Abstracts - VGB PowerTech Journal 6/2020

The Show must go On-line

Nigel Blackaby

Since the start of the global Coronavirus pandemic, most businesses have experienced a pretty dramatic change in their fortunes. While an exceptional few, like supermarkets, online retailers and entertainment streaming services, have prospered from the crisis, the major-ity have experienced, at best a lean time and, at worst, a real battle for survival. [more...]

Dependence of the Federal Republic of Germany on energy imports

Hans-Wilhelm Schiffer

The German energy supply is – in comparison with most other G20 countries – to a larger extent dependent on imports. Domestic production of lignite, crude oil and natural gas has decreased significantly in the past decades. The mining of hard coal was completely stopped at the end of 2018. The tenfold increase in the use of renewable energies since 1990 has dampened the increase in the import quota. Nevertheless, the import dependency increased from 58 % in 1990 to 72 % in 2019. Renewable energies will continue to grow. However, the supply of hydrogen and synthetic fuels is likely to be made predominantly through deliveries from abroad. The high import quota for energy supply will hardly change in the future, even if the PtX strategy is successfully implemented.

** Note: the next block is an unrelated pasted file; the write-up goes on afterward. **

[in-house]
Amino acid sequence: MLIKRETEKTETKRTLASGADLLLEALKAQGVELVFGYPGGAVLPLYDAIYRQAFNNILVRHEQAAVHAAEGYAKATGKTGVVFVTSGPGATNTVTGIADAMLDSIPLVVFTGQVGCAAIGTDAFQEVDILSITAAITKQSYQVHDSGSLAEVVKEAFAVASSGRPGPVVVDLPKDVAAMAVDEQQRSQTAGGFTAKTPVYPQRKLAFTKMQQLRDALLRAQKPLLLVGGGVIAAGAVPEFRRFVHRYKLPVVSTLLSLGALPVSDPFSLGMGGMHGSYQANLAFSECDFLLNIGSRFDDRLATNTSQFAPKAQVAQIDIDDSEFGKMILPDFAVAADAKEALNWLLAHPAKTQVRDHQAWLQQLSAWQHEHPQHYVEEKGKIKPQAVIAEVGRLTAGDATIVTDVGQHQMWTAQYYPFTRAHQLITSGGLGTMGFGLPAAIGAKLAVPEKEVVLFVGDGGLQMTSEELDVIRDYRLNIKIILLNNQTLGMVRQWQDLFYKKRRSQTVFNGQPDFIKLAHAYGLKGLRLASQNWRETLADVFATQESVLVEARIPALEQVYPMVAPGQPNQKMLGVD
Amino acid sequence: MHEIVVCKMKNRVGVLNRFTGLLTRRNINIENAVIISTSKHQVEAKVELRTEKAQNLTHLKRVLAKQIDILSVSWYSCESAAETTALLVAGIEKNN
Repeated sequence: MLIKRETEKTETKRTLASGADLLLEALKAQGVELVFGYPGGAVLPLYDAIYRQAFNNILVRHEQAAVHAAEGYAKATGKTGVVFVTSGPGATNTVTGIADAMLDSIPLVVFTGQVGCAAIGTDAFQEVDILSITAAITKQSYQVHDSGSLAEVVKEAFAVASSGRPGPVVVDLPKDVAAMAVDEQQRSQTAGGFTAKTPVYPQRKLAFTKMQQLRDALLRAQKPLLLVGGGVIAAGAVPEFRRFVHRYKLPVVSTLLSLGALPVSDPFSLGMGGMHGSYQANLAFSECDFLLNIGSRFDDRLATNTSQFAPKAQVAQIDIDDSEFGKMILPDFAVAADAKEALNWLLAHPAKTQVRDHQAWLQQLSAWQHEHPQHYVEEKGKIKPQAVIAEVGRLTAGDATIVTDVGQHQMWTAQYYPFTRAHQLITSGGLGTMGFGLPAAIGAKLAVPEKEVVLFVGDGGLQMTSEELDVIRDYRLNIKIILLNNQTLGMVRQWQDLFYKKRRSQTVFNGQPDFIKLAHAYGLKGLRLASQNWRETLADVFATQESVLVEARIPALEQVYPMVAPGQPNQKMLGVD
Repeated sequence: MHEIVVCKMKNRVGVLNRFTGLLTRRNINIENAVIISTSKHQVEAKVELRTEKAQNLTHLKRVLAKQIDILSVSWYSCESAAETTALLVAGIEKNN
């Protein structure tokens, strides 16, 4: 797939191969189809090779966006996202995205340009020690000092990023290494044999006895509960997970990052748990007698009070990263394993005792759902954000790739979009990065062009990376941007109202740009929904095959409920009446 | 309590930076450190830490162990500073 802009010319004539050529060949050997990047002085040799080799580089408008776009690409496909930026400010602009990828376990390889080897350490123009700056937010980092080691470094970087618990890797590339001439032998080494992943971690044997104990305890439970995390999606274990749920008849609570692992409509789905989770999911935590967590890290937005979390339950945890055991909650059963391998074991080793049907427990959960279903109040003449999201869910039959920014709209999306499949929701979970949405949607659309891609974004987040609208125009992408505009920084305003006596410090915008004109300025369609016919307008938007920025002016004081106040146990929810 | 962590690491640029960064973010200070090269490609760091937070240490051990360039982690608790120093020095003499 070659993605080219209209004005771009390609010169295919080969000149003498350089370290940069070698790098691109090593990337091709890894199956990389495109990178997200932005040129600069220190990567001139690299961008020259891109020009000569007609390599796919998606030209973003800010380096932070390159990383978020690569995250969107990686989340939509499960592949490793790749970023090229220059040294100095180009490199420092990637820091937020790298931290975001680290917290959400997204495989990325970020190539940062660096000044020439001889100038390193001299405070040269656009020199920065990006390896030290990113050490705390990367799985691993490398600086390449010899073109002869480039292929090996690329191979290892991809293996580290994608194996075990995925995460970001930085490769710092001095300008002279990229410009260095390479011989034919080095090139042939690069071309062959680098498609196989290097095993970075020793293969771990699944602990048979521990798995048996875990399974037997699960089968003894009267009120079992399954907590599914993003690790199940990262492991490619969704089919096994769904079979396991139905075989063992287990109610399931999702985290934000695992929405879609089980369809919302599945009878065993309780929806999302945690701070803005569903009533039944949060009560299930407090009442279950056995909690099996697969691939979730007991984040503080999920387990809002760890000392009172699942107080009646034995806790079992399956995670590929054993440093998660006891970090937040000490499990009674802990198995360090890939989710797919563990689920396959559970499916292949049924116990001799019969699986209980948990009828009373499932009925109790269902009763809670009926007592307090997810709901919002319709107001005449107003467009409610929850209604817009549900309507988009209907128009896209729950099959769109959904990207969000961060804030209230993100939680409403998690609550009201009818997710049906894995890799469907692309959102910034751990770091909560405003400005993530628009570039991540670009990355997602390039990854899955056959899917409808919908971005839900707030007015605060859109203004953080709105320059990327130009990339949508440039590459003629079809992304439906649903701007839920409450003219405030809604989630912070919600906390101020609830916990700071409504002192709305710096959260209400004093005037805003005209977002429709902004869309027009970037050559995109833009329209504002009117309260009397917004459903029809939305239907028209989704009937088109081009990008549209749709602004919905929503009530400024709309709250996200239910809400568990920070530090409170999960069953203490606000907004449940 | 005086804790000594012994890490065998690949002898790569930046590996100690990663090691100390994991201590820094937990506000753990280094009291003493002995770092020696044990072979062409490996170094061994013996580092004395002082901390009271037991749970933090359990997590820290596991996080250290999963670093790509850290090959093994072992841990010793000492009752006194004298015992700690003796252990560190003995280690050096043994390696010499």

Control of component fatigue in flexible power station operation
Realistic mapping of fatigue in components exposed to cyclic load

Franz Binder